Editor’s note: This overview of Rackspace includes the first part of a two-part interview with Taylor Rhodes, who was promoted to president of Rackspace in January. Click here to read part two.
What’s going on at Rackspace? Some of the recent media and analyst coverage of San Antonio’s most celebrated tech startup has had a “sky is falling” quality to it. The conventional wisdom among the short-selling crowd seems to hold that the San Antonio-based cloud services and hosting company is too small to survive, much less thrive, in the face of bigger competitors like Amazon, IBM, Google, and Microsoft.
I recently spent some time at “The Castle,” the ever-expanding Rackspace headquarters off I-35 in Windcrest, and speaking with employees at different levels of the company to get a better sense of the company’s prospects.
My takeaway: Rackspace is not in any trouble. It isn’t relocating to another city. It’s not a takeover target. The company is growing, innovating, and competing in a market that’s still in its early stages. Rackspace faces intensifying competition in the cloud sector, and pricing has driven down profitability, but the company is pivoting fast to meet the challenges and continue on a growth path. It’s still hiring talented people. Rackspace added 750 new Rackers in 2013, and will hire hundreds more this year.
Rackspace, its executives and sales managers argue, is misunderstood and underestimated. Yes, the fast-growing, lucrative cloud market has become more competitive. And part of the market has become more price-driven as major players forego profits to vie for market share. But this might be a good time to thumb through the Old Testament for a re-reading of David versus Goliath.
It’s as if no one remembers how mega companies like IBM and Microsoft have found themselves chasing smaller, more nimble innovators in the market. Rackspace isn’t a threat to either blue chip enterprise, but there is a moral to the story: Don’t bet against the San Antonio-based underdog and its Fanatical Support service culture, which differentiates Rackspace from all its competitors.
Fanatical Support is more than a catchy slogan. If you are a Rackspace customer, it’s the difference between a knowledgeable person in San Antonio answering your after-hours or weekend service call and competitors who rely on automated call systems to route clients to overseas call centers.
The Search for a New CEO
There’s no feeling inside the Castle of a leadership vacuum in the wake of CEO Lanham Napier‘s recent departure, even if it caught the city and the markets by surprise. Napier at age 43 has been at the epicenter of building Rackspace from a startup to a company that soon will surpass $2 billion in annual revenues. After eight years at the helm, he is a very wealthy man weary of 70-hour weeks. He appears to be interested in a change of scenery and a new challenge.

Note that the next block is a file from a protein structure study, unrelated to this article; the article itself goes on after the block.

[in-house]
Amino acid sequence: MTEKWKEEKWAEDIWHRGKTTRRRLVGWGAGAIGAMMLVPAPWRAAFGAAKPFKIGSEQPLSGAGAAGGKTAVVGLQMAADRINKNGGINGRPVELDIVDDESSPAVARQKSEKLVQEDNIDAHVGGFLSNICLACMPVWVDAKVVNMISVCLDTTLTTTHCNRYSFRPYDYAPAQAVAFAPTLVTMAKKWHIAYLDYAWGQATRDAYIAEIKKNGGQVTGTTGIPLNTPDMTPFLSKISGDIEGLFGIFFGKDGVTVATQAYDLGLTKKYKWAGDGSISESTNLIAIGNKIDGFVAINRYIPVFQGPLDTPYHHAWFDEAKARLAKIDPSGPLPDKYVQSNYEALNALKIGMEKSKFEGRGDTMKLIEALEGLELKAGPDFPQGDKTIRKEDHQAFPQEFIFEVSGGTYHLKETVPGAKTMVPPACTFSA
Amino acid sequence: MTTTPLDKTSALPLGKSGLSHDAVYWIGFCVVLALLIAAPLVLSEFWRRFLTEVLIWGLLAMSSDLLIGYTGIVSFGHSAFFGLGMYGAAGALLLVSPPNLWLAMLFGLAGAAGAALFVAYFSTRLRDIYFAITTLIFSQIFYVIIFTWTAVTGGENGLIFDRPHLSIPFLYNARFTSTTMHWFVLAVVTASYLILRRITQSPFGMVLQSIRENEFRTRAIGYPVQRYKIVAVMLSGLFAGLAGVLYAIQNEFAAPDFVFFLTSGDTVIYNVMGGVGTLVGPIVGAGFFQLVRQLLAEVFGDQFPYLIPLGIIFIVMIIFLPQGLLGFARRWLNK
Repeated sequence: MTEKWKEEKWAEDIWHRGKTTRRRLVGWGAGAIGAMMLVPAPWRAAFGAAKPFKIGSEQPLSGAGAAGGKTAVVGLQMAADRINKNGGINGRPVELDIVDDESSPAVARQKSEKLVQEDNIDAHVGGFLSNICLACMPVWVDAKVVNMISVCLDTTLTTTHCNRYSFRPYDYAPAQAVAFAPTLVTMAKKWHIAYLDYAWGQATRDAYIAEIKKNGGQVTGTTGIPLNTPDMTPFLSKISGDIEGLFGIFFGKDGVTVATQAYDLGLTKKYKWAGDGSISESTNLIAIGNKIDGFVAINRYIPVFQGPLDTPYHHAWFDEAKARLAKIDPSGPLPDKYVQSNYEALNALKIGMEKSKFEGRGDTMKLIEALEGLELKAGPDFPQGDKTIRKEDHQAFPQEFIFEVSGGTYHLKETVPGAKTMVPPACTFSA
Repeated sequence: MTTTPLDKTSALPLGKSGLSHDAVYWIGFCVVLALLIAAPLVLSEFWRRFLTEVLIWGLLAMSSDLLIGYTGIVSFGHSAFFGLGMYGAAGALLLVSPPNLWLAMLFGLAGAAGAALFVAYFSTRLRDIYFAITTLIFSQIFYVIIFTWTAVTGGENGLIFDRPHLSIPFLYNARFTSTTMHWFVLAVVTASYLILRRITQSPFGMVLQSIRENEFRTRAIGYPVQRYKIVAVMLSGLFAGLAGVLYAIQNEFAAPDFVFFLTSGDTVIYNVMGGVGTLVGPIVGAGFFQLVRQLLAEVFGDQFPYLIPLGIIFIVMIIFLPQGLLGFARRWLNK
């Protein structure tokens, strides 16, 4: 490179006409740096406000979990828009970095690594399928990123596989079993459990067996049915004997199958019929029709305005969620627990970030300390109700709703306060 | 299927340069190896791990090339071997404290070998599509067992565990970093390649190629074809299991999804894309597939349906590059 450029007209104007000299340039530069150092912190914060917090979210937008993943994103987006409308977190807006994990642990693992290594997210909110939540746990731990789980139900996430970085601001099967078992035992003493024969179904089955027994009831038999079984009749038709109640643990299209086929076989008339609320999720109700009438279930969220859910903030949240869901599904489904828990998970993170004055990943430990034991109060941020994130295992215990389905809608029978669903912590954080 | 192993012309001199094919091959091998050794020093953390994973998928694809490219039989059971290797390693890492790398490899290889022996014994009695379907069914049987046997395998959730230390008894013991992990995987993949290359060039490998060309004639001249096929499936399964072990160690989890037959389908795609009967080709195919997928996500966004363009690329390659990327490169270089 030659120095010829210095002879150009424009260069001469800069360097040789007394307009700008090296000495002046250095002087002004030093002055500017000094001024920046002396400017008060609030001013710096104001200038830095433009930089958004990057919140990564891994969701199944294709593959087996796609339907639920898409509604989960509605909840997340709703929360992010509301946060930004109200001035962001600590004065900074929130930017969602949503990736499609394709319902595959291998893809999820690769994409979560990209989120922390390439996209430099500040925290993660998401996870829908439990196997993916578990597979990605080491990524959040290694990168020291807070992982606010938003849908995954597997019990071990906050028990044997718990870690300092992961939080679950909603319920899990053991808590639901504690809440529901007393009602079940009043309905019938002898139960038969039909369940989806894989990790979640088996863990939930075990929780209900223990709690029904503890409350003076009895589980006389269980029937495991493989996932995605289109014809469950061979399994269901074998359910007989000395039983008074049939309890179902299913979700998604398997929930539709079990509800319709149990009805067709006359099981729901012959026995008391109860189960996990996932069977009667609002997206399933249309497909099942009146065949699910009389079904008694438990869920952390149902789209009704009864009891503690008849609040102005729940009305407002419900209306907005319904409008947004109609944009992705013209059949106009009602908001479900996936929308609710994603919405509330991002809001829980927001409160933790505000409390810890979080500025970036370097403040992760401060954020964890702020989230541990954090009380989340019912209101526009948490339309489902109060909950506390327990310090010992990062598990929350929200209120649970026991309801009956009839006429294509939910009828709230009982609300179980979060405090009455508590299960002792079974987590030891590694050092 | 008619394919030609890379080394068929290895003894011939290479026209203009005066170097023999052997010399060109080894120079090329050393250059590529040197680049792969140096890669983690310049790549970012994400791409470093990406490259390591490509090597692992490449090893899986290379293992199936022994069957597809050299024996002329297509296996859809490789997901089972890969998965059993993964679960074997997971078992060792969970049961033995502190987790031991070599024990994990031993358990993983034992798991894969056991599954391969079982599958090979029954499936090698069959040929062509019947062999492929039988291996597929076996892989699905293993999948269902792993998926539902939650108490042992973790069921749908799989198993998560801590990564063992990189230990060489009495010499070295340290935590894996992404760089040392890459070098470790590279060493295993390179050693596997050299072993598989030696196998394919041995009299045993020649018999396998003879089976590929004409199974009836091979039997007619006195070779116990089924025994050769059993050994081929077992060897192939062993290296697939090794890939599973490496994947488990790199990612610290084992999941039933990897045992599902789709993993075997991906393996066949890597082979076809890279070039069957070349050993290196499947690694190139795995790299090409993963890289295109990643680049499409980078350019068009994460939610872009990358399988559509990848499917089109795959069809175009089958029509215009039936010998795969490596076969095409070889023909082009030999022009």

Napier can go anywhere and do whatever he wants in the tech world, and he probably will. Of all the Rackspace players who founded or helped build the company, Napier, a Houston native, is the least tethered to San Antonio. Rackspace Co-founder and Chairman Graham Weston, who is very tethered to San Antonio and has bet a share of his own fortune on building a better city, has set aside other projects and is focused on serving as CEO while a search for a successor gets underway.
Lew Moorman, the San Antonio native who served as Rackspace president until last summer when he stepped down to devote time and attention to his wife’s health, remains engaged as a Rackspace board member and consultant. It so happened that Moorman was at Rackspace on one of the days I visited. He was his usual animated and energetic self.
Still, the successive executive changes that came with separate decisions by Moorman to step back and Napier to step down set off alarms, with some market watchers speculating there was more to the story.
I sat down with newly-promoted Rackspace President Taylor Rhodes to talk about the company’s current footing and its strategic plan going forward. Rhodes is hardly a household name in San Antonio, but inside the company, he’s a trusted leader who some in San Antonio business community regard as the inside candidate to succeed Napier.
Rhodes joined Rackspace in 2007, the year before it went public, after leaving Dallas-based EDS. He’s quietly risen through the executive ranks over seven years, succeeding in every major role he’s played at the company, leading international business growth on four continents, supporting its global sales and marketing network, and most recently, as Chief Customer Officer overseeing the company’s customer-driven service culture.